Here are some modest suggestions for how to promote academic integrity:
- On your syllabus and periodically in class, state your expectations regarding and definitions of academic honesty and dishonesty for your course. Keep in mind that other faculty in other disciplines and courses may define academic dishonesty differently.
- You should teach first-year students what plagiarism is and you should remind more advanced students of what plagiarism is.
- You should give a clear explanation of what kinds of collaboration are acceptable and what are not. You should remind students occasionally of what the policy is.
- Discuss academic integrity: Explain to students what it is and why it matters; help them become invested in the academic enterprise. Think of ways in which academic integrity isn’t just the absence of academic dishonesty, but is rather a positive practice.
- You should not incentivize cheating. (E.g. perhaps a timed, closed-book, take-home exam isn’t a good idea.)
- You should design assignments and exams to discourage cheating. (E.g. Be creative in your assignments so that students can’t just copy something off the internet or buy a pre-fab paper.)
- Proctor your exams. You should pay attention to what students are doing during their exams. In particular, watch for surreptitious mobile phone use. Our surveys indicate that students want you to proctor – it gives them confidence that their classmates aren’t cheating.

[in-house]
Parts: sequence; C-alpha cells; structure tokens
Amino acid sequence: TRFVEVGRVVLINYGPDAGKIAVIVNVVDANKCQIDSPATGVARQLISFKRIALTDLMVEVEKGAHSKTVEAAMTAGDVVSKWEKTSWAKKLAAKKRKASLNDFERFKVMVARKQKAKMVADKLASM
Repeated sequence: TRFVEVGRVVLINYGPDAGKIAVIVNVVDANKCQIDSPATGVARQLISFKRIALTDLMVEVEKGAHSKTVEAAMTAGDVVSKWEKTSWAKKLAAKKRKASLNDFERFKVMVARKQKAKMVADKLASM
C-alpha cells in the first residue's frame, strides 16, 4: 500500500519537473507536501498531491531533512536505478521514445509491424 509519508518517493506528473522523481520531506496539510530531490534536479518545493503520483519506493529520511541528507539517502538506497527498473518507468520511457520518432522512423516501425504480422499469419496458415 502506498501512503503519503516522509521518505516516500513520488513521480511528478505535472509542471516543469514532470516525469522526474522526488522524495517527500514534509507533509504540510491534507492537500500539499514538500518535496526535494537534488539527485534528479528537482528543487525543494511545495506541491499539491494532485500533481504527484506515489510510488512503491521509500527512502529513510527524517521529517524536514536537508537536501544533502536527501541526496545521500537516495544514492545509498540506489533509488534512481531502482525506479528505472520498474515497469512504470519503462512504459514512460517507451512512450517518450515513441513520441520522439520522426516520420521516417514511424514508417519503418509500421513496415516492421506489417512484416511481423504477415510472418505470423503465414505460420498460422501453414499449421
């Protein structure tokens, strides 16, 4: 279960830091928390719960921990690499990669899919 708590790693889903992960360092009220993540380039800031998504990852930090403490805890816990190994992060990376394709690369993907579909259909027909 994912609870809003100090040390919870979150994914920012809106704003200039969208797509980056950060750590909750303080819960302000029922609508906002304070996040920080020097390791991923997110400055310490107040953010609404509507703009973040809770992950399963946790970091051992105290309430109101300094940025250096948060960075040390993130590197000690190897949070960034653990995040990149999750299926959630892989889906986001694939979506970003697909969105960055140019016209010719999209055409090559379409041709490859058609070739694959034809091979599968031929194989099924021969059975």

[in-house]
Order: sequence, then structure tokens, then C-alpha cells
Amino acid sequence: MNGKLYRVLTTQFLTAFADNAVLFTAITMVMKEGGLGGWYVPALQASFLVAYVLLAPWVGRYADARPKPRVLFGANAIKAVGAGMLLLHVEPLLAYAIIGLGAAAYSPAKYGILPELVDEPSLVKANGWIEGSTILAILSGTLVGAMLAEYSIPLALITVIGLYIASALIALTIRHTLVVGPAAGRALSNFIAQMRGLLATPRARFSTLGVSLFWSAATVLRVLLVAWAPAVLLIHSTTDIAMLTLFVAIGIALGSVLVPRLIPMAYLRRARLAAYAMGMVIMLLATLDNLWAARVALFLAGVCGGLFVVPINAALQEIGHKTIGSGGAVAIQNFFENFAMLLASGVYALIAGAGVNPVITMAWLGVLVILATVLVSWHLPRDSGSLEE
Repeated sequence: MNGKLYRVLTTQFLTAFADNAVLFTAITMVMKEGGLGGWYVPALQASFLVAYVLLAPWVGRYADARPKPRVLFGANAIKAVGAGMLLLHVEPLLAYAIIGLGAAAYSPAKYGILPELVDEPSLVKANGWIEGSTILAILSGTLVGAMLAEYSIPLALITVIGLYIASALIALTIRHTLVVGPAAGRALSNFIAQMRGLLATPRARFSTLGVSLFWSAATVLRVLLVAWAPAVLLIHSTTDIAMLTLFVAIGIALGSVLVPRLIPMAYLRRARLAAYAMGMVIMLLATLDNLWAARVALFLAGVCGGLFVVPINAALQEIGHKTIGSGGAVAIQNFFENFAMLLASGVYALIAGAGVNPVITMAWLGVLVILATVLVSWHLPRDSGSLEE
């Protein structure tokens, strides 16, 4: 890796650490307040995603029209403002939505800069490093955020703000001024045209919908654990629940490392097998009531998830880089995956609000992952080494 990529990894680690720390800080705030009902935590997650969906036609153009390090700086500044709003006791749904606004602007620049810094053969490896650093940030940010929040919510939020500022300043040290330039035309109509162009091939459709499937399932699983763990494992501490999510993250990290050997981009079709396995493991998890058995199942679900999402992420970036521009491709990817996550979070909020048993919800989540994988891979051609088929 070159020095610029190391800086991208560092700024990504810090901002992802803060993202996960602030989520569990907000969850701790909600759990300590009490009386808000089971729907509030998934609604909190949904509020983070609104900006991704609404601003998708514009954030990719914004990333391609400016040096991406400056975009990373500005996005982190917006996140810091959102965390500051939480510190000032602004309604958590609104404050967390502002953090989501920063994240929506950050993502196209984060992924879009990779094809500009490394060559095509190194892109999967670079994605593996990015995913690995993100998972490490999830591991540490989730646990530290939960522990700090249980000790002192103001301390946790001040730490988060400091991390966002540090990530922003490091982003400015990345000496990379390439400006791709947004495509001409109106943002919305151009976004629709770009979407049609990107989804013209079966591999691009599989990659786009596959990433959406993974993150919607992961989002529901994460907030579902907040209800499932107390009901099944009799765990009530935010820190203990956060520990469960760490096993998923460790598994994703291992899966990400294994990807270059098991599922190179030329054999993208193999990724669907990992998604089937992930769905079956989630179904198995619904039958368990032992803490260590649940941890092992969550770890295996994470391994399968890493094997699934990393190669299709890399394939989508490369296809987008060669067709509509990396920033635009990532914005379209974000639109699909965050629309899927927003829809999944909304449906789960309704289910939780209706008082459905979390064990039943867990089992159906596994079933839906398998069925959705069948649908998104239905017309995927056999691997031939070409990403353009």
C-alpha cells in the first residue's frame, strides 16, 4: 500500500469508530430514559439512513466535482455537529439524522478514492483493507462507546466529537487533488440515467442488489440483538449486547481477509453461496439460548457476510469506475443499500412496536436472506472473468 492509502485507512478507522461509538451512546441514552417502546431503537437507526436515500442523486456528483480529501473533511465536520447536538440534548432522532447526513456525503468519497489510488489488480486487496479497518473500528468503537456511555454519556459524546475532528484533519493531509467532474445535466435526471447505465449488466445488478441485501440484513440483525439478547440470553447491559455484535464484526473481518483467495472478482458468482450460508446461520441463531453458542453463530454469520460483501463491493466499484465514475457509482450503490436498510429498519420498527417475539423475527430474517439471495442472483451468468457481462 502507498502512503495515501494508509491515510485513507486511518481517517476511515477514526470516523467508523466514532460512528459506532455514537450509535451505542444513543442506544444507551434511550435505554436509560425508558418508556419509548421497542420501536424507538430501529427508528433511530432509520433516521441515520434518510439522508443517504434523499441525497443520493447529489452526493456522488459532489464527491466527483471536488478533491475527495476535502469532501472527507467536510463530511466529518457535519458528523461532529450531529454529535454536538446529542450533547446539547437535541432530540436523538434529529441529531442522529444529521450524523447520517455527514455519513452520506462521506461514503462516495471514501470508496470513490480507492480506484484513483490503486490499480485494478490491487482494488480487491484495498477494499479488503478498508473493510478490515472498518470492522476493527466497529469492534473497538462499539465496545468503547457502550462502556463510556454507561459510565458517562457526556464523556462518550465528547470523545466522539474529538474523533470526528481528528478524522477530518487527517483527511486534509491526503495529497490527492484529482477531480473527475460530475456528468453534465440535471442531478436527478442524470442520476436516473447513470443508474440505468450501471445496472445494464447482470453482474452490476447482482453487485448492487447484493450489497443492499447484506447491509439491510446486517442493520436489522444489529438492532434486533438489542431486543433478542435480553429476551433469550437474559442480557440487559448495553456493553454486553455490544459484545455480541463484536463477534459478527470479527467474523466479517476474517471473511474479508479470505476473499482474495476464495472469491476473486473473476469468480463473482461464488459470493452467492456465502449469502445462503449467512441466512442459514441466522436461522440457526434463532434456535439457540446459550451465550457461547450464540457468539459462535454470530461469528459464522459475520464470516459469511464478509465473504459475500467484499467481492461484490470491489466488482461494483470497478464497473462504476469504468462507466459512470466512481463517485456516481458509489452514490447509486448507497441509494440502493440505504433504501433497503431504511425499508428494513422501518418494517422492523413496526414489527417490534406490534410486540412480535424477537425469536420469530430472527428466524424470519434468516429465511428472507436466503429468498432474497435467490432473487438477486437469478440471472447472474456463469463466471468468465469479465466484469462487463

- Make significant revisions to your assignments. There are rumors of shared files in “the cloud” (eg. Google Drive) containing all the assignments from courses dating to years past. Changing your assignments from year to year not only keeps the course fresh, it also gives students confidence that their classmates aren’t cheating.
- Keep records. (E.g. If you give specific verbal instructions regarding the rules for a project or exam, follow-up with an email. If you suspect two students of improper collaboration, make photocopies/scans of their work. If you plan to assign the same paper or project in multiple semesters, keep copies of student work from previous semesters.)
- Report academic dishonesty and negligence. Reporting enables repeat offenders to be held accountable and sends the message that academic dishonesty is an offense against the community and academic enterprise as a whole. Not reporting sends the message that academic dishonesty is acceptable and may open you to charges of unfairness. Assigning a sanction in violation of Colby policy may also make you personally liable. Our new system is designed to protect both faculty and students from unjust accusations and sanctions and is part of a larger effort to promote a culture of academic integrity at Colby. Academic dishonesty can be reported by sending an email to the Academic Integrity Coordinator (firstname.lastname@example.org) or via your course roster.
- Consider putting structures in place to promote academic integrity. For example, your department could craft a departmental code of ethics based on a code of ethics from a relevant professional association. Make it a habit to discuss academic integrity with your advisees. When relevant to your course, highlight the work of whistleblowers or others who are concerned with ethics.